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An Important Place

hermitageNorth Haven’s highest point is 373 feet in elevation and is located at the top of Peter’s Rock Park. The actual park is approximately 14 acres and has been owned by the town as common land since 1718. This land has been known as “Great Rock,” “High Rock,” “Rabbit Rock,” “Rabbit Hill Rock,” and presently “Peter’s Rock.” Over decades and now centuries, various landowners have come and gone. The endless farmlands and orchards have turned into light forestland over the years. Even in the early settler years the rock was designated as an important landmark. Sharing volcanic and ice age history with it’s sister rocks of East Rock, West Rock, Sleeping Giant and Meriden Mountains, Peter’s Rock is the one site where one can see the waters of Long Island Sound as well as across the Quinnipiac Valley and up into the hills of central Connecticut. Today the park exists as a passive recreational property with the purpose of preserving the land for all generations to come. In the past it was used for hunting, cleared for farming, and used for recreation. Area settlers gathered rocks for their foundations and stonewalls. They cleared the trees and used the timbers for their homes, their firewood and their fences.

hermitageAlthough the name “Peter’s Rock” is derived from the Revolutionary War soldier, Peter Brockett, more recently the park has been associated with the term “Hermitage.” In 1901, Sheldon B. Thorpe documented and established the importance of the landmark. Within his article on Peter’s Rock, he notes Peter Brockett to be a hermit who had a shelter near the summit. He also notes that in the late 1800’s the land at the top was leased to a group of wealthy New Haven businessmen and that a structure was erected at the summit and was known as “The Hermitage.” This became a popular site for an outing on a hot summer day and a recreational shelter for the huntsmen until it was destroyed by fire in the early 1900’s. Photos from the North Haven Historical Society show a rather comfortable accommodation. Curtains hung on the windows and a cozy fireplace was adorned with photographs and a clock. Rustic wooden chairs and tables draped with tablecloths, drapery covered sleeping berths and carpets on wooden floors speak of warmth and caring. Each generation has found a use for Peter’s Rock by either appreciating its bounties of trees, rocks and wildlife or enjoying its beautiful vistas. The Peter’s Rock Association has been busy marking trails, building bridges and constructing a park entrance. The entrance has a parking lot, picnic tables, the flagpole from the old North Haven High School and a modest pavilion. This pavilion is a tribute to the “Hermitage” that once stood at the summit. With some patience and time and the help of many caring people the pavilion will imitate the old structure. Brick by brick we are writing a new history for the park and the one thing that stays the same over the years is that this “common land” is deemed to be important.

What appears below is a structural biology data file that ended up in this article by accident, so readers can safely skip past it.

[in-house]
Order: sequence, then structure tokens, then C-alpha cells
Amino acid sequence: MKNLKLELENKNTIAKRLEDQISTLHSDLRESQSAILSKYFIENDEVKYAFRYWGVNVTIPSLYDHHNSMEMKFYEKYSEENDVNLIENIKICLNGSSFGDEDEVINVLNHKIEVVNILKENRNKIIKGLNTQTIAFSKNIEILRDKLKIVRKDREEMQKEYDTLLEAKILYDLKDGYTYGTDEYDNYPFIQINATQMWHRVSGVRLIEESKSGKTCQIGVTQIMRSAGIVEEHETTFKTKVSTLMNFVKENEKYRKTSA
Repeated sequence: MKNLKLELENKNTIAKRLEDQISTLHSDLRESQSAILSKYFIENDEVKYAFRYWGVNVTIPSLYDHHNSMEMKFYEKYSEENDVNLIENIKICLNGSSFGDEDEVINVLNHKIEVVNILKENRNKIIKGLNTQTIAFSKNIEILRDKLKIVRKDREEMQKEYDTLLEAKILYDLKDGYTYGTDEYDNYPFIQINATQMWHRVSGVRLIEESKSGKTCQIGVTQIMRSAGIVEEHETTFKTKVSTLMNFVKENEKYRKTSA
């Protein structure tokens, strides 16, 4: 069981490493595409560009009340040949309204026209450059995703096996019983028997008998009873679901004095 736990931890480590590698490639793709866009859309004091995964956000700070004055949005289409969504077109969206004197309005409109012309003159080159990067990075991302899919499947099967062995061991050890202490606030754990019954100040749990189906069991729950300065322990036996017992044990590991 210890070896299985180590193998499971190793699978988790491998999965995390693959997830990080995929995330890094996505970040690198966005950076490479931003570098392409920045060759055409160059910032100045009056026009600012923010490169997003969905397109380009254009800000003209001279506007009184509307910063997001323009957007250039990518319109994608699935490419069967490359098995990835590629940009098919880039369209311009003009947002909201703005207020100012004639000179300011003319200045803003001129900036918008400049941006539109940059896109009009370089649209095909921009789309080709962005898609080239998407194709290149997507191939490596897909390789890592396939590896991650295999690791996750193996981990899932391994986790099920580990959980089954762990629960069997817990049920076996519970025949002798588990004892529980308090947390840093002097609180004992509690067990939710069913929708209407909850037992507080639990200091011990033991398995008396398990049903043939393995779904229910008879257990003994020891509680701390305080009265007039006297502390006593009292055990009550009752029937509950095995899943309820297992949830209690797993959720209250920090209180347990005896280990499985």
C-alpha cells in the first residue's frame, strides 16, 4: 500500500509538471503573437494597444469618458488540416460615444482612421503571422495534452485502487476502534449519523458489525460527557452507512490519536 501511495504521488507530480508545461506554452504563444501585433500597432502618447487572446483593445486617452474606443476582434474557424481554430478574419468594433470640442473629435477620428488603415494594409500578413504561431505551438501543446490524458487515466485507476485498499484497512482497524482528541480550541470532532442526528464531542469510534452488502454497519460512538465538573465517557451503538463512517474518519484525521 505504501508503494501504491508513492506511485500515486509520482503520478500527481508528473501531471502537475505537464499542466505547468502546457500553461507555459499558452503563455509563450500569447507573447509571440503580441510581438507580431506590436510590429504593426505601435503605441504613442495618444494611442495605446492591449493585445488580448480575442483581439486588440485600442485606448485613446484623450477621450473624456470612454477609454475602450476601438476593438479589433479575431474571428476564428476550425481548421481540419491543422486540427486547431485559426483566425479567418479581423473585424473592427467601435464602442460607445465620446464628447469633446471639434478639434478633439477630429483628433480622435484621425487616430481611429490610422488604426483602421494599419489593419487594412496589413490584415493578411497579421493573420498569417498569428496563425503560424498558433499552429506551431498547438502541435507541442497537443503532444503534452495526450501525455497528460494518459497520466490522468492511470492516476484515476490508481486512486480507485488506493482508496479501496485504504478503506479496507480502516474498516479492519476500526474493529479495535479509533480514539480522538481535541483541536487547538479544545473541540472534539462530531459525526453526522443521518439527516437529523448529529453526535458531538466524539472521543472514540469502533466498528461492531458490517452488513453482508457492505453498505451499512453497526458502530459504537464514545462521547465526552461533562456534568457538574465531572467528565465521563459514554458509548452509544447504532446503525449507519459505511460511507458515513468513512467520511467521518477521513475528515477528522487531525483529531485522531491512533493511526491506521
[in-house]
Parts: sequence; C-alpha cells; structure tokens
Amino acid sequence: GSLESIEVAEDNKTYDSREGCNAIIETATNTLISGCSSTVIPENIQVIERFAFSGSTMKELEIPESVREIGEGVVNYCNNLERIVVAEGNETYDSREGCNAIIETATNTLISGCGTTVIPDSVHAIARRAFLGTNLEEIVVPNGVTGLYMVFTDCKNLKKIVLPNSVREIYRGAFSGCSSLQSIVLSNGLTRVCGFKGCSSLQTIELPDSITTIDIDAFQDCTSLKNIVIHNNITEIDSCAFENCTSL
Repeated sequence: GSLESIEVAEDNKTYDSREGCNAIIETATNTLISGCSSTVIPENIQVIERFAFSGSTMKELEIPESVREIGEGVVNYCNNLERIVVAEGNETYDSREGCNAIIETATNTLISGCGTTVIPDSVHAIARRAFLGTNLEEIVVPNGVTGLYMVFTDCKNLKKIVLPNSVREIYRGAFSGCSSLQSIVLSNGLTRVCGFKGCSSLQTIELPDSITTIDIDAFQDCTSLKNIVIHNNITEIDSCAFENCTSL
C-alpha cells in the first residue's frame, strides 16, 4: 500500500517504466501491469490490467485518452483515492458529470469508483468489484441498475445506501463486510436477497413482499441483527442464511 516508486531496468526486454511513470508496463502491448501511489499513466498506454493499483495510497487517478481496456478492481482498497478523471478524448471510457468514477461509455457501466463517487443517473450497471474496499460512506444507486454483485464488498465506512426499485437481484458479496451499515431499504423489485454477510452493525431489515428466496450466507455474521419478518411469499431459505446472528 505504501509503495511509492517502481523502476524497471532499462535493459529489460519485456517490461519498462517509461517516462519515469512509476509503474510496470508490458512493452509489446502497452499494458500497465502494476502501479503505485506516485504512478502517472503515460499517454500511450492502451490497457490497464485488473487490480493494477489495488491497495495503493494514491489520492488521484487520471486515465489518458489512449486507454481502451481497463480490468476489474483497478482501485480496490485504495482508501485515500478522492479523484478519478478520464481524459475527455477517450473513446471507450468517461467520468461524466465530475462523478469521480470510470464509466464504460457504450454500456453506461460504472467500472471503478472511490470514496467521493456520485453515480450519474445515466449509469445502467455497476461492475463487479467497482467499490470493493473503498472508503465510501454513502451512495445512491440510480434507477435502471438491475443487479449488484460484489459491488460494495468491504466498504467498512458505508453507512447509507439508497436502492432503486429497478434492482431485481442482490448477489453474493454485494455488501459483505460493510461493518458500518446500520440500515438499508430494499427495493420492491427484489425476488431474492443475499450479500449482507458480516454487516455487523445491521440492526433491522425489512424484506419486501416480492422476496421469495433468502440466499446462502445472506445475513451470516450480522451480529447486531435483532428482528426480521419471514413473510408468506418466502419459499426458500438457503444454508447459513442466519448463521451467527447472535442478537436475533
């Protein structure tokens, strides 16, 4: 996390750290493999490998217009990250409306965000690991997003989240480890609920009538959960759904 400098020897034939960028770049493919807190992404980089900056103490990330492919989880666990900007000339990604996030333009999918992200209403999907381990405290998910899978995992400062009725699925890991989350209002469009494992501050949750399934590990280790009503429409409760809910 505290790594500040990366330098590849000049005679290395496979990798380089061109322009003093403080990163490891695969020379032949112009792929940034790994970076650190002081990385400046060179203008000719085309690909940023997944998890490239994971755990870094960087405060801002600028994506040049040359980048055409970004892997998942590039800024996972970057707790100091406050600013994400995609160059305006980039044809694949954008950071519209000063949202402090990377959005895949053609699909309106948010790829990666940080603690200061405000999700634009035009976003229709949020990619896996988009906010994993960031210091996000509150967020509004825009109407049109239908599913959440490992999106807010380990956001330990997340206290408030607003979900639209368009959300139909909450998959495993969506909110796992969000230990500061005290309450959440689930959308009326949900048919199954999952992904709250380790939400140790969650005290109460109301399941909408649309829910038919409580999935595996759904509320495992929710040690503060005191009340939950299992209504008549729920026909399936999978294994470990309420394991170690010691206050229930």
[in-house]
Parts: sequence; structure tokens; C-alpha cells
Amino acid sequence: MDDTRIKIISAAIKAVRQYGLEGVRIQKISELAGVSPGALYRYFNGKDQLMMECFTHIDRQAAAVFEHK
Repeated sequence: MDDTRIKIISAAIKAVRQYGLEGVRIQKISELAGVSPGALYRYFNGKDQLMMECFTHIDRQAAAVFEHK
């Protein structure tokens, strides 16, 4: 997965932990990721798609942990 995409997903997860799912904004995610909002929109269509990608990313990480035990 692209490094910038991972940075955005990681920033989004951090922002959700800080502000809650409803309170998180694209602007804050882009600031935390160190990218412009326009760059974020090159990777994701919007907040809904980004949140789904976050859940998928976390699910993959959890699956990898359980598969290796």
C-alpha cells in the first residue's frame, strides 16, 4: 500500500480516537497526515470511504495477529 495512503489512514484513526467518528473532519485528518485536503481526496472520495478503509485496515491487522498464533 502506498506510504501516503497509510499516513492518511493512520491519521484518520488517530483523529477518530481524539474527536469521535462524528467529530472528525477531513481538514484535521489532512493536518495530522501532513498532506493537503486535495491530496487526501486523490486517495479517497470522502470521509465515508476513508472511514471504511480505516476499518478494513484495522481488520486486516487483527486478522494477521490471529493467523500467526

hermitageThe land surrounding the park is now designated as Open Space. Those seeking answers to the mysteries of the park lands uncovered documents naming familiar names such as Eaton, Brockett, Culver, Beach, Button, Cooper, Thompson, Grannis, Pierpont, Tuttle, Yale, Dickerman, Sherman, Thorpe, Blakeslee, Hemingway, and Bradley just to name a few. Today these names are known as street names or areas where people live. Seldom do we relate our house address to those citizens of Muddy River, Montowese or New Haven Colony, but each and every name listed has a connection to the park that we now know as Peter’s Rock. Thanks to the many Montowese citizens such as Sheldon Thorpe, George Barnes, Philomena Gambardella, Lester Goodrich, the Brocksieper family and most importantly the North Haven Historical Society there is a satisfying amount of historical documentation on the town’s finest property.

Ann White Lombardi, Newsletter Chairperson
Photos, North Haven Historical Society

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